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lostkoss

At the start I think the Achievers will be the worst off. There will be the Eternal Kingdom and decorating that might appeal to an achiever, especially if winners in the Throne War can earn special rewards to display. It will be achievements through the other roles for sure though, either by combat or discovery or crafting.

Covynant001
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Covynant001

So many developers don’t seem to understand, when trying to make everyone happy they very often end up making no one happy.

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lostkoss

Artcraft has been very clear about their vision from the start. They haven’t been shy about saying Crowfall is a PVP game and will not be for everyone.

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Sray

“They haven’t been shy about saying Crowfall is a PVP game and will not be for everyone.”

And yet here they are saying the opposite of that. I think that games focused on one particular type of gamer are a good thing, but this sort of quote feels like they’re moving away from that; or that they think they can attract a bunch of “sheep” (I hate that term for non-PVPers, but it fits in this scenario). Either way, it’s the opposite of their original message.

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Akagi

I’m Explorer and the only MMO that did it for me was Vanilla WoW.

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Richard de Leon III

As an avid anti-pvper, I think Crowfall is one of those games thatll be more fun for me being viewed on twitch rather than actually playing :). At least itll be more fun than Eve with its time dilation stuff….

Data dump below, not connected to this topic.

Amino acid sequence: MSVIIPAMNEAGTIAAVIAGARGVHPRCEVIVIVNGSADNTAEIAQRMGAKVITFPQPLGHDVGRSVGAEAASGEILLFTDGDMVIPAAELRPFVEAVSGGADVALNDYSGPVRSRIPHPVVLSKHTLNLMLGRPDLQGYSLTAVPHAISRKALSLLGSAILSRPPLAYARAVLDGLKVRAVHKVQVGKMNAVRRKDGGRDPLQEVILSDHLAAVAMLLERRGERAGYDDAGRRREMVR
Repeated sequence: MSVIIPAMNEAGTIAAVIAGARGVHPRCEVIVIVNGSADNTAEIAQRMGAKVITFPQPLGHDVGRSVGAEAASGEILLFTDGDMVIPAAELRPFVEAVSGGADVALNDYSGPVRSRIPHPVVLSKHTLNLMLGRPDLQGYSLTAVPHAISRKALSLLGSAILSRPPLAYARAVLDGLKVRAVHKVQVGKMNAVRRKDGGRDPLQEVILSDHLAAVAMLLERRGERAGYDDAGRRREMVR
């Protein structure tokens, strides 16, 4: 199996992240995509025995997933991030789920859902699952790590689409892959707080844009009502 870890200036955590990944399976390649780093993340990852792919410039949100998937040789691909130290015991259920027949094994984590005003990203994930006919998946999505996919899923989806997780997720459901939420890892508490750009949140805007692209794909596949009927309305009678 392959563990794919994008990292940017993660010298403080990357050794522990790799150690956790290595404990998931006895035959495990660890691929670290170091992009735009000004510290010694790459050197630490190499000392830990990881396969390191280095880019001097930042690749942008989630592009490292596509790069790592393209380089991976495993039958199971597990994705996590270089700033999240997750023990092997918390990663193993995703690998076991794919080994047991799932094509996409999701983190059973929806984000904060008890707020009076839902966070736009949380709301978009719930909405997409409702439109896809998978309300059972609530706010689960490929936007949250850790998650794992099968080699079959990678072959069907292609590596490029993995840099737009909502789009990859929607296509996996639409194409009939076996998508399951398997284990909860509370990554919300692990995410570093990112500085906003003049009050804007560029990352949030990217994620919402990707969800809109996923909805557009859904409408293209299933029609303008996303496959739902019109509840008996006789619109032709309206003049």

Alomar
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Alomar

Wow, I love referring to PvPers as killers in an rvr/pvp driven game.

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Richard Bartle

I’ve lost count of the number of articles that imply PvP is content for killers. Killers are people who get fun from imposing themselves on others. PvPing is an activity that can be enjoyed (or not) for a number of reasons of which pissing off other players is but one (and a minor one at that).

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lostkoss

“Of course, it’s hard to overlook the fact that killers will be catered to the most by the fact that this game is designed around heavy, non-stop PvP.”

Artcraft has always said this is a PVP game all along.

That is the endgame. Fighting over the randomly generated dying worlds for dwindling resources. Then that world dies and a new world is spawned to fight over.
They have the endgame as the main point of the game. Now every improvement, expansion or update has a goal right from the start of the games design. Every skill has a place, with plenty of room to add more.

They have already talked about adding to the PVE offerings and addressed it for now. There will be creature lairs to clear out, at first. They need to finish the base game, the PVP Throne War, then the sky is the limit on what they can do to improve the experience.